ISLAMABAD: Minister for Human Rights Dr Shireen Mazari on Tuesday reiterated the government’s commitment to justice for street children.
“Justice begins with the basic rights in the constitution; right to health, right to education, right to protection,” said the minister, who was the key note speaker at an event marking International Day for Street Children.
The gathering was a moment to review the challenges experienced by street children in Pakistan, to reinforce
the rights to which they were entitled, and to consider the role of different stakeholders in offering protection and support.
The virtual multi-stakeholder consultation was facilitated by Cities for Children and the Special Parliamentary Committee on Child rights and the SDGs Secretariat, supported by the International Consortium for Street Children.
The theme was “Access for street children” and the discussion was focused on three main elements: who are street children, what are the challenges in access to education, and what are the obstacles in access to justice.
Deputy Commissioner Islamabad Hamza Shafqaat spoke about the implementation challenges in dealing with children on the streets, especially in the context of rising poverty and urban crime.
The roundtable component of the event was moderated by MNA Mehnaz Aziz, convener of the Parliamentary Group on Child Rights.
It started with a video including experiences of children connected to streets and their real struggles in continuing education as well as their interaction with police and law enforcement authorities.
The participants included Sarah Ahmed from the Child Welfare and Protection Bureau in Lahore, MNA Kheso Maal Daas from Sindh, MNA Munawwara Bibi Baloch from Balochistan and Riaz Fatyana.
There was recognition of the multiple identities of street children who belong to communities affected by poverty or displaced by conflict and the war on terror.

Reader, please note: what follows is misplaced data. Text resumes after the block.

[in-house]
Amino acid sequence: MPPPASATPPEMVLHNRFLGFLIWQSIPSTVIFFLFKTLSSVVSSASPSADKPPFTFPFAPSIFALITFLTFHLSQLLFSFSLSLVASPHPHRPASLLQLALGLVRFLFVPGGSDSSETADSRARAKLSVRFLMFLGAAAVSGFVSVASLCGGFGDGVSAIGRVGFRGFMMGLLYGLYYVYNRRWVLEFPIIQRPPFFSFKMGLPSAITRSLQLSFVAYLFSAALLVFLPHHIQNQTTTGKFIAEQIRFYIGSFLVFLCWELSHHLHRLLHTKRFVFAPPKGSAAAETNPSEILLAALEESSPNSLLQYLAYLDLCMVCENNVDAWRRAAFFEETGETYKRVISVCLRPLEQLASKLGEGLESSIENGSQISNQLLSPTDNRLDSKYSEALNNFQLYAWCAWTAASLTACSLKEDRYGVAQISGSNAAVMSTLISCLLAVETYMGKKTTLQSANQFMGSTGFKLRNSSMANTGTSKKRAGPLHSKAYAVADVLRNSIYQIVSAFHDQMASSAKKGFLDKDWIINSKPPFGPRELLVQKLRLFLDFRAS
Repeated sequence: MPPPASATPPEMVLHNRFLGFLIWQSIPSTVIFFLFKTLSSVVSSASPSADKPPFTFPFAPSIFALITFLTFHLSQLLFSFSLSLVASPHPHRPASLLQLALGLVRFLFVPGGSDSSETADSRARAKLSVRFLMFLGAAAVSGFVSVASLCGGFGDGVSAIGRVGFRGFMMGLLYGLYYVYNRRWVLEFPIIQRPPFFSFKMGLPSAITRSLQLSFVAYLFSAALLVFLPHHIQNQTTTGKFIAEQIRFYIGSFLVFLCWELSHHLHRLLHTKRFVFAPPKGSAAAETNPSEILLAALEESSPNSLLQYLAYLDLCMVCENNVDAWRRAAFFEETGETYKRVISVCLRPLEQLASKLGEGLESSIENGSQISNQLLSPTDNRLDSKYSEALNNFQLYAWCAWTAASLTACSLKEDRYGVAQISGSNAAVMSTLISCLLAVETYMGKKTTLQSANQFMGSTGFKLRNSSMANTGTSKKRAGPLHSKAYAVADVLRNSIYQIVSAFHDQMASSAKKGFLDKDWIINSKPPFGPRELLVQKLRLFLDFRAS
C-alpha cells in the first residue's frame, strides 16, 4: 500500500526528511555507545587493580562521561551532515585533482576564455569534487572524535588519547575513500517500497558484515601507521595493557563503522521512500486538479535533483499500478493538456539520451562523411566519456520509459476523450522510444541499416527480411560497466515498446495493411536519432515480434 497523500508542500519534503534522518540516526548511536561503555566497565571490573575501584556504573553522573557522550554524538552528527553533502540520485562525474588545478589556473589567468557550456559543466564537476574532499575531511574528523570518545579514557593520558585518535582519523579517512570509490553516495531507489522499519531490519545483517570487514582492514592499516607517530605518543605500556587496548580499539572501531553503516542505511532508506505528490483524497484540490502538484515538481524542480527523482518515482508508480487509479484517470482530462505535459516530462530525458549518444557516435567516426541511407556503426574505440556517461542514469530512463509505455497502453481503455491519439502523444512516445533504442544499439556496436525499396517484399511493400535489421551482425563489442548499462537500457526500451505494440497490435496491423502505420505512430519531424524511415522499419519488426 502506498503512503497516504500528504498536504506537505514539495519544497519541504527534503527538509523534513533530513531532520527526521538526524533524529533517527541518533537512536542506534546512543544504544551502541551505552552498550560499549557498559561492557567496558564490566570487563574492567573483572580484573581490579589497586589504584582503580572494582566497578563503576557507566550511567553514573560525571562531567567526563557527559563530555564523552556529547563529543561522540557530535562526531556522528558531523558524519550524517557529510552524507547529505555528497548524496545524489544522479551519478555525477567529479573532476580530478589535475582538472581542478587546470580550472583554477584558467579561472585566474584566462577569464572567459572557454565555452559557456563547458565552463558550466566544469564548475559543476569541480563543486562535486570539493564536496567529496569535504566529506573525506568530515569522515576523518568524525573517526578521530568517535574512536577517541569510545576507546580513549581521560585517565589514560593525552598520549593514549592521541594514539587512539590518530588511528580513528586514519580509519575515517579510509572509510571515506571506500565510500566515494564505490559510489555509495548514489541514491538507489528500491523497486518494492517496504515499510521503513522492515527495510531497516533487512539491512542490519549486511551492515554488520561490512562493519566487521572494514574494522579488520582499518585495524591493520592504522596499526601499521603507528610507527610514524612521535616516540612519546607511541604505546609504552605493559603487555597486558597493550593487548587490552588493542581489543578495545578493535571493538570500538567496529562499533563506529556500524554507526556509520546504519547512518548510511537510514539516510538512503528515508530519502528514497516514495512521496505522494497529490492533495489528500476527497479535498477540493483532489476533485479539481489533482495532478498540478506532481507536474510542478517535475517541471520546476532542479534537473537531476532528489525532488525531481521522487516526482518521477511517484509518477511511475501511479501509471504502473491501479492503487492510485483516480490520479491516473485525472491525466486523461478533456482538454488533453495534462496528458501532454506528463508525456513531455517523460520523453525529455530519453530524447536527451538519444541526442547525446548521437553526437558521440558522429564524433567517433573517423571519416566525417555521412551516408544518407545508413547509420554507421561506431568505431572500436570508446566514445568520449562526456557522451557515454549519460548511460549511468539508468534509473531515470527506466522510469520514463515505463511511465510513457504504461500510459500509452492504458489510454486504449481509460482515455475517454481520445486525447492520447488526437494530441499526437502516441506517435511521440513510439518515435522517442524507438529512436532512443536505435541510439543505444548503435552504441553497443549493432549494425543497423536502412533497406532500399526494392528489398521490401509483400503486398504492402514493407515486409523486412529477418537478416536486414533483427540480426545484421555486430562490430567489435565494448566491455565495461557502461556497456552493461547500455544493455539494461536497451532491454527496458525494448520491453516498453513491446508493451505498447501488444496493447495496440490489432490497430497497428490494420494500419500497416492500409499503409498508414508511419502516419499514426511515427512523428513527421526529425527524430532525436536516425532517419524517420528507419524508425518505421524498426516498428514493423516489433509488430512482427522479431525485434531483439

An important social protection angle was a representation from the Ehsaas programme.
Speakers talked about the incentives being offered for children to enroll in school, particularly girls, and essential services like free healthcare.
Civil society offered practical perspectives based on their work - from solutions for child protection, to the importance of working closely with communities and tailoring education and protection solutions based on their reality.Some recommendations that emerged were to ensure coordination of efforts across government and civil society with possible formation of an umbrella network.
There was also a need to review the implementation of legislation such as the vagrancy laws that led to criminalisation of street children.
The speakers suggested that the role of shelters and child protection units should be reviewed in order to reach sustainable solutions.
Finally, as summed up by Madeeha Ansari from Cities for Children, it was important to acknowledge the complexity of the situation when it came to street-connected children to understand communities and their constraints and include their voices when crafting policies and programmes that affected them.
Published in Dawn, April 14th, 2021